At the weekend The Sunday Times ran an article warning readers that “Powers of attorney can transform loving kids into crocodiles”, referring to a case where a niece invested nearly £90,000 of her aunt’s money in a reptile breeding business. The article also referred to a man who paid off his mortgage with his father’s money, a son who went on a spending spree with his mother’s debit card the tune of £30,000 before putting her in a care home (where she was unhappy) without paying her care fees.
These are clear examples of abuse and breach of an attorney’s duty which is to keep the best interests of the person on whose behalf one is acting at the forefront of each and every decision made on their behalf whether it is investing their money, selling their home or paying bills. All of these things may be authorised by a Lasting Power of Attorney (LPA) for Property and Finances, and in the case of the putting into an unsuitable care home by a LPA for Health and Welfare, but only if the actions are carried out in the best interests of the person whose money it is. If capacity has not been lost the attorney must help the person who has granted the power to make the decision for themselves. An attorney cannot make any decision for Health and Welfare unless capacity is lost.
Money cannot be used to benefit the attorney who is only entitled to claim out of pocket expenses such as mileage, postage and possibly the instruction of a professional where advice is needed, for example to complete tax returns etc. Gifts are also a no-no unless following the normal pattern such as gifts for special events such as birthdays and Christmas. Large gifts to anyone should only be made with the authority of the Court of Protection.
There has been an alarming rise in investigations into reported abuse under LPAs and recently judges have not been slow in naming and shaming those abusers. Furthermore, in cases where clear abuse of powers has taken place the attorney can be removed and made to repay the money.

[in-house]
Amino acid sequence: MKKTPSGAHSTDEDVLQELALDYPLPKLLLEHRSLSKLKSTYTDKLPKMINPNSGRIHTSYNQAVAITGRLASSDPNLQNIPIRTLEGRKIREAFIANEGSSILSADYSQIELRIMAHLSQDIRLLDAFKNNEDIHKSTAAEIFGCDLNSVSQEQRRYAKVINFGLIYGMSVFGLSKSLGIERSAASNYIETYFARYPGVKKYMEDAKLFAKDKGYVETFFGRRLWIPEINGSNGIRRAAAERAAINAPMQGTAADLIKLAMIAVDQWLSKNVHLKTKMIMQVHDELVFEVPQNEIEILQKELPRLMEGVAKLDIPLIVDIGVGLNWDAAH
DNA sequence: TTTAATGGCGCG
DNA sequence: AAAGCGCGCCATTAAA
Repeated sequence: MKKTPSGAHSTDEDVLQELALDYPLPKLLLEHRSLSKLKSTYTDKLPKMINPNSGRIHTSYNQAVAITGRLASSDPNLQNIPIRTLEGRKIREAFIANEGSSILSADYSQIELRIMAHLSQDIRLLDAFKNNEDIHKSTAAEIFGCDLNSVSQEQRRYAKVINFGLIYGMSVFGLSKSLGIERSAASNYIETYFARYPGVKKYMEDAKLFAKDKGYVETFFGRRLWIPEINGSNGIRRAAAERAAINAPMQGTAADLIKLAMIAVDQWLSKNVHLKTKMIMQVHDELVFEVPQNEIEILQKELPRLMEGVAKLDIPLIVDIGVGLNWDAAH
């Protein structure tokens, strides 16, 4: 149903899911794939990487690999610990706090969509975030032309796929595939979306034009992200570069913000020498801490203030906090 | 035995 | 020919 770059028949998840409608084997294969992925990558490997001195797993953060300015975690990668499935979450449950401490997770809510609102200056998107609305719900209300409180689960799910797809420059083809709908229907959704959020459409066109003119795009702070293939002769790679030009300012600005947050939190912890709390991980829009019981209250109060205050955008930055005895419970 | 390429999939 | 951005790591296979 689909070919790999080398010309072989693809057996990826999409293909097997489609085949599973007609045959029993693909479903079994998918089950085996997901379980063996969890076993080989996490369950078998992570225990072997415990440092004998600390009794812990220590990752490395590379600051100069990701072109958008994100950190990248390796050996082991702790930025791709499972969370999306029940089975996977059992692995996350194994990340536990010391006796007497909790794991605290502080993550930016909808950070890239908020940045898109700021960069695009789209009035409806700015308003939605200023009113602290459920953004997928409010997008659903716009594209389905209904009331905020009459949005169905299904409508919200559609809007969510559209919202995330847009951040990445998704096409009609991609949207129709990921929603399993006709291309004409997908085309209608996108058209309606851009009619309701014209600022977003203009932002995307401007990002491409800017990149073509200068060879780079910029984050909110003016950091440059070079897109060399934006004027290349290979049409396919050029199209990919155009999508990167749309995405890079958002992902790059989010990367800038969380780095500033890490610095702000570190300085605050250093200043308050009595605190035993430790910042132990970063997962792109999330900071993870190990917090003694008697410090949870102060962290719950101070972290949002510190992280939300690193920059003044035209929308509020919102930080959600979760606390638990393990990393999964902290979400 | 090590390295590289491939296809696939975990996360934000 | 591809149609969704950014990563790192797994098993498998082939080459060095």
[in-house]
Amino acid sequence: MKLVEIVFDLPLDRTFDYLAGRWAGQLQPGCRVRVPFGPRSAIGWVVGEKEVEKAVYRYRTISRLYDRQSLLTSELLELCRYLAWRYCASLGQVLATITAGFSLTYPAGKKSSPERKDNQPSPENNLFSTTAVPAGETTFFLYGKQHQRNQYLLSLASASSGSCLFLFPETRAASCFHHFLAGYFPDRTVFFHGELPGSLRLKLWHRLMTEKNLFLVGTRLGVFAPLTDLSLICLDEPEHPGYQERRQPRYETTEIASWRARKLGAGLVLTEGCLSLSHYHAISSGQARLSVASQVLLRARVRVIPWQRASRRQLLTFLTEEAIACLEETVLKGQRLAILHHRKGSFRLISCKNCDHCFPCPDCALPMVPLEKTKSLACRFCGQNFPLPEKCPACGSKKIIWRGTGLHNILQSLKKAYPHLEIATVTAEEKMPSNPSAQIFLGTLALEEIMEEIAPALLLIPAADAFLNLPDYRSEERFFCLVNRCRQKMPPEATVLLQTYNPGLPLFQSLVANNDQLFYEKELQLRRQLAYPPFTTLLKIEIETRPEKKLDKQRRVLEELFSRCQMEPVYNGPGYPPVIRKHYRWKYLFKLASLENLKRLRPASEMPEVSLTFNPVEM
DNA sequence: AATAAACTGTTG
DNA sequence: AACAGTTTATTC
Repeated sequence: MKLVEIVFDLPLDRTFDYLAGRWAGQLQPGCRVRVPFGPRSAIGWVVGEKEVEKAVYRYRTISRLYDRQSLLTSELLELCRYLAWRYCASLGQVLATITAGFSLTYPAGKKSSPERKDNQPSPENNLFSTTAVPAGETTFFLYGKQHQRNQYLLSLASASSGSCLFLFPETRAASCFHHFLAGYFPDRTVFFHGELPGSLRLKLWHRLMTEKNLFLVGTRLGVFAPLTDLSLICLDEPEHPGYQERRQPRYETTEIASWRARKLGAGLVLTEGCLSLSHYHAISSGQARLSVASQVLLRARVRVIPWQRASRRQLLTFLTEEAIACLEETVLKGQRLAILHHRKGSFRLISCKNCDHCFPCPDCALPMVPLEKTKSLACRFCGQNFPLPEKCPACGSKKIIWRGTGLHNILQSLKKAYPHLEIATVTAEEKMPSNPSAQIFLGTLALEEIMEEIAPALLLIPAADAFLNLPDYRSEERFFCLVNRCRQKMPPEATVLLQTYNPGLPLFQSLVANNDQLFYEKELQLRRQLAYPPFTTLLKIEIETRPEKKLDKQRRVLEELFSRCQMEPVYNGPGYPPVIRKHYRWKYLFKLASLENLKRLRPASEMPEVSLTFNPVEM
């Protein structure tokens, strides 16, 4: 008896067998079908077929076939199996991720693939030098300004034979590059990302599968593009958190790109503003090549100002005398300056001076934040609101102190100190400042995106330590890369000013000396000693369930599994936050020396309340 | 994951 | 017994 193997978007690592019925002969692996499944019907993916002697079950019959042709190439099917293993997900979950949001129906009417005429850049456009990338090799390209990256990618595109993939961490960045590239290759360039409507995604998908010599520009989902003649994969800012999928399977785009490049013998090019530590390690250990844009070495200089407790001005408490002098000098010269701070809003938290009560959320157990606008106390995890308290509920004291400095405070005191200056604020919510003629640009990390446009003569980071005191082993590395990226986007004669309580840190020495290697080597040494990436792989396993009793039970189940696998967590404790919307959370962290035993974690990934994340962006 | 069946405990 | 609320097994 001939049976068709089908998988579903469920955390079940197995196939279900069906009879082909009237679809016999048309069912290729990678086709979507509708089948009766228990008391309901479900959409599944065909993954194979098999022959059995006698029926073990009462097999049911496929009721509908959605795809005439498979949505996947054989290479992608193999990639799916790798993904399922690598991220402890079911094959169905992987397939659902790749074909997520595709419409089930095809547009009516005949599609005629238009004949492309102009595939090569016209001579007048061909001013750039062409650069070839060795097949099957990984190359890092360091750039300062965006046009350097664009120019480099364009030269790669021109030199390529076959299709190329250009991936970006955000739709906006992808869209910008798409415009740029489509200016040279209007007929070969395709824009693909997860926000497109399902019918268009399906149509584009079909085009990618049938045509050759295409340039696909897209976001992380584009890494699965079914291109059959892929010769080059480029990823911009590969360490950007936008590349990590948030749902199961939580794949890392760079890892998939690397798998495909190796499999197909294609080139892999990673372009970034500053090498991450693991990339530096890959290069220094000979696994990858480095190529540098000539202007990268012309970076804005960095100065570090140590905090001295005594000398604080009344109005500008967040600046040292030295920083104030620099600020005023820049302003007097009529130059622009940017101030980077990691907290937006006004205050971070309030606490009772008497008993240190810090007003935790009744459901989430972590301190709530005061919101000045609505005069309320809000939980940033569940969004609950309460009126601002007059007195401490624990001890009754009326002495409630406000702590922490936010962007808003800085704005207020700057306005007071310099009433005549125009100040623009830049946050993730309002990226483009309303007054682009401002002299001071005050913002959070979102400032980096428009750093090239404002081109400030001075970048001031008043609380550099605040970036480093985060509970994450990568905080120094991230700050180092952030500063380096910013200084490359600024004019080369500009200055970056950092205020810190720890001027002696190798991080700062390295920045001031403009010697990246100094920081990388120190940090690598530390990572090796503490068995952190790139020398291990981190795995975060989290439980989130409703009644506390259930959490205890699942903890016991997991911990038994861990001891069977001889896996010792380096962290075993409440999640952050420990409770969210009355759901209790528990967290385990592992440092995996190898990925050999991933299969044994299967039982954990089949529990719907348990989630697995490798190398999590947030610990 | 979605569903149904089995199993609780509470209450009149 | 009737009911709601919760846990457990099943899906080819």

If you have concerns about the way a person is being treated or their money is being used and a Power of Attorney is involved, you should report the matter to the Office of the Public Guardian who will investigate your concerns. If there is no LPA and you remain concerned about abuse this can be reported to the Local Authority as a safeguarding issue. Sometimes attorneys breach their powers unwittingly, at other times is it a deliberate attempt to enrich themselves and take advantage of the vulnerable. Either way, it is the responsibility of the attorney to understand the extent of their powers and act responsibly and within the scope of such powers.
At Silks, we believe that clear advice at the outset about how to set up your LPA choosing appropriate attorney/s with proper safeguards, authority and preferences, can protect many of the sorts of abuses outlined above from ever occurring. We also often meet the proposed attorney/s and will explain the duties and responsibilities and the penalties and risks of not acting appropriately under the power. By taking proper advice and setting out the LPA correctly any risk of abuse later may be reduced, if not eliminated.
If you are thinking about making a Lasting Power of Attorney call our friendly and experienced team for proper advice. Don’t delay, call Silks today.